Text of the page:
On our first viewing of the house we couldn’t immediately peg its age because it was well cared for by the current owners for 30+ years. Also, property records in Brooklyn have a habit of “getting lost” prior to 1920 (the mob had a similar affect on people during the same period, but that’s a whole other story).
There are others ways to prove a homes age, and Ancestry.com is a useful tool for this purpose. Census records provide a wealth of knowledge about the inhabitants of cities and neighborhoods, but you can also narrow down a record to a specific address. My logic was simple, if I can find the address and there are 3 families living there (it’s a legal 3-family), then it must have existed at the time the census was taken. While it’s not 100% foolproof, it’s the best I could do.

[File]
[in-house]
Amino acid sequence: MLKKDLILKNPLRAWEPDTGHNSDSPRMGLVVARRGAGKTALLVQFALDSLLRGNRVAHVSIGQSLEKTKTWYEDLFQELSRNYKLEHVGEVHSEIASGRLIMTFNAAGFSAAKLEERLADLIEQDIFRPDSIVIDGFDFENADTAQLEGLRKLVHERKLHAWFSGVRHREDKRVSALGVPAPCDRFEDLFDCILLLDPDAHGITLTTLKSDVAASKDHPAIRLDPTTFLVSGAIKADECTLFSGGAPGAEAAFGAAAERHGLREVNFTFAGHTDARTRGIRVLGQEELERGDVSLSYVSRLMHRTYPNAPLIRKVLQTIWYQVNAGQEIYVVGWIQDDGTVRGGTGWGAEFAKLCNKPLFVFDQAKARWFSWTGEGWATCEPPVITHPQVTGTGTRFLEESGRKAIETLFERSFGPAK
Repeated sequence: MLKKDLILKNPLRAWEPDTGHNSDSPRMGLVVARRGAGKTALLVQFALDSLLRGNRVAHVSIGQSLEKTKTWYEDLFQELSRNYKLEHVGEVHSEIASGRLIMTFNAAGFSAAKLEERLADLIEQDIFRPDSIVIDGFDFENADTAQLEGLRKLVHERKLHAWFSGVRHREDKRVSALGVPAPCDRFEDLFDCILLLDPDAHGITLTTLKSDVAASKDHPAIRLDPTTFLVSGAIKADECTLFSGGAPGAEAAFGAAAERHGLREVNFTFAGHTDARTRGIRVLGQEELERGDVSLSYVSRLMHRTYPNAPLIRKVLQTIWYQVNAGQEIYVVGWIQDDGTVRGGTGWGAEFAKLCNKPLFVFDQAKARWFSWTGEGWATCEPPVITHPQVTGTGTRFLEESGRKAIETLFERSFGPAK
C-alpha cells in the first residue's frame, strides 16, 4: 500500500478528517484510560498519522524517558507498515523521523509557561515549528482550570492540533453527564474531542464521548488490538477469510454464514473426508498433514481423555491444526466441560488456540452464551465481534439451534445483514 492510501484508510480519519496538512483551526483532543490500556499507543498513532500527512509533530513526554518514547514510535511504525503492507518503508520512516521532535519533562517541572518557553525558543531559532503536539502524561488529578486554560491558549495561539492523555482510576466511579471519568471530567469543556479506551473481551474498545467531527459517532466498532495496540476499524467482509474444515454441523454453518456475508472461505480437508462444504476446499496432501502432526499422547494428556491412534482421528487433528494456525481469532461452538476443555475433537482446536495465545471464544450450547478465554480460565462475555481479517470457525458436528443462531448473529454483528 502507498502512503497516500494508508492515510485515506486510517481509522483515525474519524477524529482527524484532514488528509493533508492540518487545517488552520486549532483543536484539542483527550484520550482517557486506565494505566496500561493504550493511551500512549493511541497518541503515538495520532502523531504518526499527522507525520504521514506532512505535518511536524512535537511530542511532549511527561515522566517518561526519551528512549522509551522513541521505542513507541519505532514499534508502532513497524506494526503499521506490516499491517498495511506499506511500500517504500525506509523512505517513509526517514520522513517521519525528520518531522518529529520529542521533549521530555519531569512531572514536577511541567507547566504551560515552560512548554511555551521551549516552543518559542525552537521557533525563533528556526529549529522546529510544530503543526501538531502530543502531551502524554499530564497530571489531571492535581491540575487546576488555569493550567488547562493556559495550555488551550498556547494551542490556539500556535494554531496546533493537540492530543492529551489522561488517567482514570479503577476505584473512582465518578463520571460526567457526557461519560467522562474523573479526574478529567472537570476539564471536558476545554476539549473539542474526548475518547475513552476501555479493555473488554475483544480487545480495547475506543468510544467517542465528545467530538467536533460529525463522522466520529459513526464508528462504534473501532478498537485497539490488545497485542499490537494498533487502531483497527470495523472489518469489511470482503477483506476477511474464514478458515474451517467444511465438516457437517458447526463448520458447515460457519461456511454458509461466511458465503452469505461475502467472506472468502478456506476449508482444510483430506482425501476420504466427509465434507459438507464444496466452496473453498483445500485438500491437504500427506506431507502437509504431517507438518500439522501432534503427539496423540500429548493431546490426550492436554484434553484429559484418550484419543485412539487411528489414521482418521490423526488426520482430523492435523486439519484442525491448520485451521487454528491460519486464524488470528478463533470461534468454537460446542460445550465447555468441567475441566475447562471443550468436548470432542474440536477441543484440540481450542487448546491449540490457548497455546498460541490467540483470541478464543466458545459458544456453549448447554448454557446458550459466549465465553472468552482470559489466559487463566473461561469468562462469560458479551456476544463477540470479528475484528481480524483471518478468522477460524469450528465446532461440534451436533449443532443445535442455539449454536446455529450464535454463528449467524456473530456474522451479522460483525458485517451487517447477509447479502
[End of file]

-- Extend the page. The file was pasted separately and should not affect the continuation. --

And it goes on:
I started with the 1920 census and worked backward from there. 1920, 1910, 1900, 1890 and 1880 all show the address, each with three families of either Irish or English descent. In 1890, there were an astounding 21 people living in the home which coincides with the growth Brooklyn was experiencing and limited housing inventory at the time.
Unfortunately, the 1870 Federal census did not include addresses so we are left to assume that it was built somewhere between 1855 (when the canal was built) and 1880. The 1880 census record is below: